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If there is anything that the Democratic candidates for attorney general are certain to agree on, it is that they would be nothing like current Attorney General Ken Cuccinelli.

Both state Sen. Mark Herring and former prosecutor Justin Fairfax say one of their top priorities would be to review or reverse some of Cuccinelli’s actions, such as the controversial new regulations on abortion providers in Virginia that the attorney general helped push through with one of his rulings.

“For too long, we have seen Ken Cuccinelli politicize the office,” Herring said. “He has really undermined the credibility of the office, embarrassed us as a state and hurt Virginians.”

Likewise, Fairfax said he believes Virginians are tired of having a highly ideological attorney general.

“They want a new kind of attorney general,” he said. “They want someone who is going to focus on serious, high-level legal policy matters.”

Where the two candidates draw the biggest distinction is in terms of their background.

Fairfax is a former federal prosescutor, serving as an assistant U.S. attorney in the major crimes and narcotics unit for the Eastern District of Virginia.

He notes that he is the only candidate in the race with prosecutorial experience, something he says “gives me a unique skill set” for the position.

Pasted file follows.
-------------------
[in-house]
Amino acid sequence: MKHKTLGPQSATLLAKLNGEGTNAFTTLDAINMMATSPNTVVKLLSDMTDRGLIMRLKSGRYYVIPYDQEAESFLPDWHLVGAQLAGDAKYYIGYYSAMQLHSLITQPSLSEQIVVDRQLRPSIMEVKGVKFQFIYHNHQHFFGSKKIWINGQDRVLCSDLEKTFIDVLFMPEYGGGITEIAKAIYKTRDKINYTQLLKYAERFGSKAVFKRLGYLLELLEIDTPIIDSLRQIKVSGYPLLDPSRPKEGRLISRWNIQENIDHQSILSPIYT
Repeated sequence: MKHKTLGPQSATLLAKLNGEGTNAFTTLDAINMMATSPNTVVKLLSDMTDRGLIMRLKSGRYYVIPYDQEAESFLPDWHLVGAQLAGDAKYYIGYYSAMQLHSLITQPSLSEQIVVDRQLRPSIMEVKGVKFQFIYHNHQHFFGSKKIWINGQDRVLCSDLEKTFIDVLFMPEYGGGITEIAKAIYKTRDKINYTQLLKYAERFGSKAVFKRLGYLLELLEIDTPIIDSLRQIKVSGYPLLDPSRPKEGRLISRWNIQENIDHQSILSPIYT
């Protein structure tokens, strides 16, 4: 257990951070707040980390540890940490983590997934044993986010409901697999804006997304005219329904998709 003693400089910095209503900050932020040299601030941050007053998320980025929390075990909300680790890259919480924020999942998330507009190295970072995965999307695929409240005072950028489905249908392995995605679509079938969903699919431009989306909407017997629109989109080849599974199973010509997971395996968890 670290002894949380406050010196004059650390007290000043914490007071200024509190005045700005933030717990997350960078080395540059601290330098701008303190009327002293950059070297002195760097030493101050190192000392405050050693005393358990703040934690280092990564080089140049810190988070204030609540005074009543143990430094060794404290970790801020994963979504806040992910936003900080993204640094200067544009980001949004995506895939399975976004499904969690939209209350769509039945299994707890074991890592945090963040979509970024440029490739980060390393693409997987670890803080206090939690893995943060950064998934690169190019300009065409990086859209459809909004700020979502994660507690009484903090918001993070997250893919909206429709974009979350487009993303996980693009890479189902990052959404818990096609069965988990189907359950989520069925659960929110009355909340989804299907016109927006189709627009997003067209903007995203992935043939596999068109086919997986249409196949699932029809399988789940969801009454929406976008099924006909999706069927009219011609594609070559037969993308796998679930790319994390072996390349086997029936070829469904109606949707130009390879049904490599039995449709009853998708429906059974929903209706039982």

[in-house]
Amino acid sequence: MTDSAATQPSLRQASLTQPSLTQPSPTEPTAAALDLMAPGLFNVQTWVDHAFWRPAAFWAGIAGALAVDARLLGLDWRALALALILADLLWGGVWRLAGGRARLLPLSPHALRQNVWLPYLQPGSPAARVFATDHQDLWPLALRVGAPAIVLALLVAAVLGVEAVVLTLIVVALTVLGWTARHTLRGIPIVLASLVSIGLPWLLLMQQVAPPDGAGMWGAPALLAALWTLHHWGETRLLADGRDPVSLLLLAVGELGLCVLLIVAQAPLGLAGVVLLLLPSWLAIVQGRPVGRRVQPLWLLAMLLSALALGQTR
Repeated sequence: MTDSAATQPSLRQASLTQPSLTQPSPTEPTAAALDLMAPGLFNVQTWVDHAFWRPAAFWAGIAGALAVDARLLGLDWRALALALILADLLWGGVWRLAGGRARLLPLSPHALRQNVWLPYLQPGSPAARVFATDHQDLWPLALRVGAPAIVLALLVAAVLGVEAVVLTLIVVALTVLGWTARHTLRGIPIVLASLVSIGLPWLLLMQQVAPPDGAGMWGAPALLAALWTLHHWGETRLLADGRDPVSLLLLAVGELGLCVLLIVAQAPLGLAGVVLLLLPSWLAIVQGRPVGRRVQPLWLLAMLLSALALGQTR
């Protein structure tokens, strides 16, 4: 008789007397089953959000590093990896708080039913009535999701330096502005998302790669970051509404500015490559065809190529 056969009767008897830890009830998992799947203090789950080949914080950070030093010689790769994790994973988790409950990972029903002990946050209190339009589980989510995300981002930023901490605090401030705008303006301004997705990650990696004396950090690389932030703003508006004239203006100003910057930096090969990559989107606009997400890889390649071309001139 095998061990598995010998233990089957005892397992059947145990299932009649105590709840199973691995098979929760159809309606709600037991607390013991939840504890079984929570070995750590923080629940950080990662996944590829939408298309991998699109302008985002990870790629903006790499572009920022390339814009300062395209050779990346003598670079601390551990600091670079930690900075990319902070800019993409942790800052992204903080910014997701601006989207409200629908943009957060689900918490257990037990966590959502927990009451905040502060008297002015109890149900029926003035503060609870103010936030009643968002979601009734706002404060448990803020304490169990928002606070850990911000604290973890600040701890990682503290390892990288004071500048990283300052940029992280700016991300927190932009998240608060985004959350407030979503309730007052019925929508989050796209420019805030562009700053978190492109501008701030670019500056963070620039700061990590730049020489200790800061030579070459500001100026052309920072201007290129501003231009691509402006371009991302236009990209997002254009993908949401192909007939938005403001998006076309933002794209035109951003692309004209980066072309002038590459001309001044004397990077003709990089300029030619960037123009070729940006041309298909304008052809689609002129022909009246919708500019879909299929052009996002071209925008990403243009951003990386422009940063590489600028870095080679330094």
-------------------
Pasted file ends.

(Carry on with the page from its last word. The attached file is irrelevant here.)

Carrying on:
Herring, who has operated a general civil law practice in Leesburg for 23 years and has served in the state Senate since 2006, argues that his combination of legal and political experience make him the best candidate.

The attorney general needs to have an in-depth understanding of state and local government to advise state agencies and the legislature, Herring said. In addition, “I know how to get things done there,” he said.

Aside from their shared desire to support pro-abortion rights, support equal rights for gays and lesbians and expand voting rights, Herring and Fairfax each have some different areas that they would focus on.

Herring said he would continue working on some of the issues that he began working on as a legislator. For example, he has sponsored bills banning “designer drugs” like bath salts and spice that were formulated to be legally sold in convenience stores.

“It’s something we have to continue to be vigilant on,” he said, because people will continue to try and develop new formulas to skirt the current laws.

Herring said he also would continue to monitor the need for protections for seniors and other vulnerable adults. Legislation making it a crime to commit financial fraud against seniors passed this year, an issue Herring said he has worked on since 2008.

Fairfax said one of his top priorities is creating educational opportunity and financial security for Virginia families.

This touches the attorney general’s role in two areas, he said – advocating for transparency in private student loans and taking legal actions to protect homeowners from unscrupulous lenders.

“When a family loses its home to a wrongful foreclosure … they don’t just lose four walls and a room, they lose the heart of their financial security,” he said.

Voters will have the chance to choose between the two candidates in the June 11 Democratic primary.